‘If those trolls had a working mother, they wouldn’t write bullsh**t about Kareena’
Veteran actor Randhir Kapoor says that his daughter, Kareena Kapoor Khan, ‘strikes the perfect balance’ between looking after baby Taimur and being a career womanUpdated: Jul 21, 2017, 17:44 IST
“Who the hell are they to interfere in our lives?” says an angry Randhir Kapoor, referring to the social network trolls pointing fingers at his daughter, Kareena Kapoor Khan, for occasionally taking out me-time while she has a seven-month-old son. “Kareena is a modern girl, and she has to go and work out to stay in shape, or else she’ll get trolled for that, too. She has worked all her life and continues to do that after having a baby, so definitely she’s not leaving the child behind; rather, she’s striking the perfect balance.”
The veteran actor’s anger boiled over while speaking to us on the phenomenon that may be described as “let’s troll Kareena because she dares to find time for herself”.
Kareena’s pregnancy and later becoming a mother to baby Taimur in December last year has, perhaps, been one of the most celebrated recent occasions in Bollywood. While shutterbugs don’t miss a chance to click Kareena and her infant son, nasty tongues have been at work, too.
Fingers have been pointed at Bebo’s parenting — the actor has been trolled for “abandoning” and “neglecting” Taimur and instead hosting parties and going to the gym. One such tweet read: “Taimur Ali Khan, you are so cute, sadly you will never know true meaning of mom, shame on Kareena Kapoor Khan for neglecting her child (sic).”
Kareena, 36, shot back, “Going out with friends doesn’t make me any less of a good mother. It’s easy to see a photograph of me and jump to conclusions, but people don’t know my equation with my child. We’re capable of multitasking.” The actor has worked from time to time since Taimur’s birth, walking the runway at a fashion show and shooting for a commercial in London.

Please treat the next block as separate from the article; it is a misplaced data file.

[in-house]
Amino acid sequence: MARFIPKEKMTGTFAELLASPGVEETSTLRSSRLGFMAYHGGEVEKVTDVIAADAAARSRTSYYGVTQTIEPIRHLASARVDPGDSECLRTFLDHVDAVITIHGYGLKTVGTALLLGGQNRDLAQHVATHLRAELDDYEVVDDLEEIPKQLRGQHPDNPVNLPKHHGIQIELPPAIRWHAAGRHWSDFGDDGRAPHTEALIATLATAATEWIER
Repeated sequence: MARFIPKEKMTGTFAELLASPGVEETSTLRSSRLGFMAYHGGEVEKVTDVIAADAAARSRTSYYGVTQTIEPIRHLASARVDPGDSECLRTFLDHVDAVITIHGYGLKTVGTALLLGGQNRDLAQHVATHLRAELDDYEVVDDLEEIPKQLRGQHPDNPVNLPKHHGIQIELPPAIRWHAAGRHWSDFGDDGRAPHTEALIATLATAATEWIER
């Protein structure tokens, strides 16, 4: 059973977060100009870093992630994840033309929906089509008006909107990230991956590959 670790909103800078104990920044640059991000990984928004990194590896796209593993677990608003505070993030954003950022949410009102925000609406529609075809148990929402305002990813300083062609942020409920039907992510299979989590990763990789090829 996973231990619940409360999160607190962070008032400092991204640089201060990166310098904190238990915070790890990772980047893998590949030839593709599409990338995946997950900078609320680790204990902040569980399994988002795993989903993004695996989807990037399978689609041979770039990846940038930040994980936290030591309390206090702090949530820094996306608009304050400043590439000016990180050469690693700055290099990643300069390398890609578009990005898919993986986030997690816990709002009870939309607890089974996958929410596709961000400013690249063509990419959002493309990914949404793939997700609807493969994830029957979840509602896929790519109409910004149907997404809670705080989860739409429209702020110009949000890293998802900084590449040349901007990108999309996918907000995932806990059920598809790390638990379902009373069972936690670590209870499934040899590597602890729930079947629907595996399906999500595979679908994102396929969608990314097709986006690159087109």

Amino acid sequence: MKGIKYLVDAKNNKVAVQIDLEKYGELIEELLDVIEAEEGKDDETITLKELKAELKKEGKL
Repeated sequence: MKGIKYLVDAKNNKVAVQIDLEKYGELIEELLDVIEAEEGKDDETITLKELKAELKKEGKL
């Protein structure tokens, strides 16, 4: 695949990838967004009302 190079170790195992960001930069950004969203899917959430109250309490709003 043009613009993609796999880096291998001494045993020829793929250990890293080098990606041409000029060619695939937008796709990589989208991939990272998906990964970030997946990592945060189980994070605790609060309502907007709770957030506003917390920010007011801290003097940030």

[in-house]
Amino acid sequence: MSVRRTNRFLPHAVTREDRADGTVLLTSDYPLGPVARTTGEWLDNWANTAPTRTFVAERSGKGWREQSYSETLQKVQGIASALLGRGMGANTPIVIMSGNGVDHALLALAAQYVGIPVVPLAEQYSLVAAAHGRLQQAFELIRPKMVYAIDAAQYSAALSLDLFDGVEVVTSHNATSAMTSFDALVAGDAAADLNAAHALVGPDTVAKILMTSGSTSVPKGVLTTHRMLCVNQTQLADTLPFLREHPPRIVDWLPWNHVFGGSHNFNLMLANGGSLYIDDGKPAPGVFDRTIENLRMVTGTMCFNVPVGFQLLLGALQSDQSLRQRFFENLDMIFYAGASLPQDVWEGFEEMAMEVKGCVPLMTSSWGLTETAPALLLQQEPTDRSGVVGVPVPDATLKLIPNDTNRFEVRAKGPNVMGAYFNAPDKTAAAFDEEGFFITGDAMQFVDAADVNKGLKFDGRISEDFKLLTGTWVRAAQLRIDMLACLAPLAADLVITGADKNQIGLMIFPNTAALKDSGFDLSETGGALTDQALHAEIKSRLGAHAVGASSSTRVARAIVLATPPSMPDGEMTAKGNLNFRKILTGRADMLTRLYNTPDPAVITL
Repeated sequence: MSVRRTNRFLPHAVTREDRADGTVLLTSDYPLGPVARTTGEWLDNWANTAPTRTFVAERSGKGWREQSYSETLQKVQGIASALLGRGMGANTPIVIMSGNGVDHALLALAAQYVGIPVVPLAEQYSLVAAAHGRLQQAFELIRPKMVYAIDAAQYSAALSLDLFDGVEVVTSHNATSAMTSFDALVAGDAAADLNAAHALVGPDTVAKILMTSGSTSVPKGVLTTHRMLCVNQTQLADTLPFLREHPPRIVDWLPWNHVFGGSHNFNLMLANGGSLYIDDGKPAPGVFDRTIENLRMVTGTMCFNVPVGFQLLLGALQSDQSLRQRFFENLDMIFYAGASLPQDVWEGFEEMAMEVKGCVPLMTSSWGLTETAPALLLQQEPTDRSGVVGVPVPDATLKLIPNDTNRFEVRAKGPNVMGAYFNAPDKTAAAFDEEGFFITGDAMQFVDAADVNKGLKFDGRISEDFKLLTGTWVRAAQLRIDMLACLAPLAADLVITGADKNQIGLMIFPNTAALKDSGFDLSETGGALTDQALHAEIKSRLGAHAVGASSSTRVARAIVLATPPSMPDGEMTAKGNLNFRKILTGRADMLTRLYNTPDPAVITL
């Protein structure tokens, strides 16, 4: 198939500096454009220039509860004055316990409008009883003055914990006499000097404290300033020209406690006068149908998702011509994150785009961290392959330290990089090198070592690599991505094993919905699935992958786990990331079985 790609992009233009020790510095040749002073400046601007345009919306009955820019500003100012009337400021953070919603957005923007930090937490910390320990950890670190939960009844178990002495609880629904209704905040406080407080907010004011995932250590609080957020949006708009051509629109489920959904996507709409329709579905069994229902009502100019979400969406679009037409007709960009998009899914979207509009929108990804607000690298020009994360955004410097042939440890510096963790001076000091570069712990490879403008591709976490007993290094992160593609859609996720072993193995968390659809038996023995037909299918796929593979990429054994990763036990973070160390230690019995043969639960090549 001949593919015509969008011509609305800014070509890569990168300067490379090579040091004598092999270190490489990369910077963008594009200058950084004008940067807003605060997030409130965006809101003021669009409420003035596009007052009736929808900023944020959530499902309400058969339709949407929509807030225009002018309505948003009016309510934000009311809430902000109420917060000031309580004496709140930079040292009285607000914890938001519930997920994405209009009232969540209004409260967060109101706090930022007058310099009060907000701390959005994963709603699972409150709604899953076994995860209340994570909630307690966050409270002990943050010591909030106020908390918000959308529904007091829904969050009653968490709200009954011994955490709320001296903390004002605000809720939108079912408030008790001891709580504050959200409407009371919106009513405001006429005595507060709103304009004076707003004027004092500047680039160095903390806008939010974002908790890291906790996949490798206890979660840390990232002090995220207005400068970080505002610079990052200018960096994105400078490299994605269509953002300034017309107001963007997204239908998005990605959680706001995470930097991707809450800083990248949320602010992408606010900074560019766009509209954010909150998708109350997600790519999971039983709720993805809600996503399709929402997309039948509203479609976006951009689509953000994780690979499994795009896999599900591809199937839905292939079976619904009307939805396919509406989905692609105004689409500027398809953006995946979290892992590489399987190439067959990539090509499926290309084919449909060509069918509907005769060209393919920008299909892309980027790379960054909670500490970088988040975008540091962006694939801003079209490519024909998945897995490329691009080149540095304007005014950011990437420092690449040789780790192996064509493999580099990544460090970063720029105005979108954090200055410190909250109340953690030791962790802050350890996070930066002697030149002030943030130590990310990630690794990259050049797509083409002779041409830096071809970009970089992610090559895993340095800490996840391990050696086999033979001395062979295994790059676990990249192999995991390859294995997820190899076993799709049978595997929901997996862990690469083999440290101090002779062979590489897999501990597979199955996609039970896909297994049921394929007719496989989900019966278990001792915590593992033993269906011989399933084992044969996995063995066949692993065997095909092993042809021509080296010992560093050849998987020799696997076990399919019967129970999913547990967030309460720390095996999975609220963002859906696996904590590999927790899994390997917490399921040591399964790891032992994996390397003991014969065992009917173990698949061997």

Is it really tough for a mother to balance fun, work and parenting? No, say experts, adding that it’s rather important for a woman to take a break after embracing motherhood.
Dr Gitanjali Sharma, relationship expert, says, “More than 50 per cent of women go though post-partum blues and often slip into depression because they’re confined to their rooms or just take care of the baby. One has to meet friends and look after their own happiness, both physically and mentally, to be able to raise the child in a fit and healthy way.”
Actor Mandira Bedi, mother to a five-year-old son, adds in agreement, “Even a parent needs a break. For me, even those early 40 days, when I was with my son all the time, my only sanity would be when I went for a run, jog and exercise. That would give me some balance. A parent needs a break from the child, even if you’re a working parent.”
On why celebrity parents are targets of trolls, Dr Kamal Khurana, mentor for personal transformation, says that people always want to know [more] about a public figure. “The moment you make a statement or ask a question, it, by default, becomes a judgment. In Kareena’s case, I’d say there are different parenting styles, so it’s not fair to judge. We just need to understand that no parent would want to do harm to the child,” he says.
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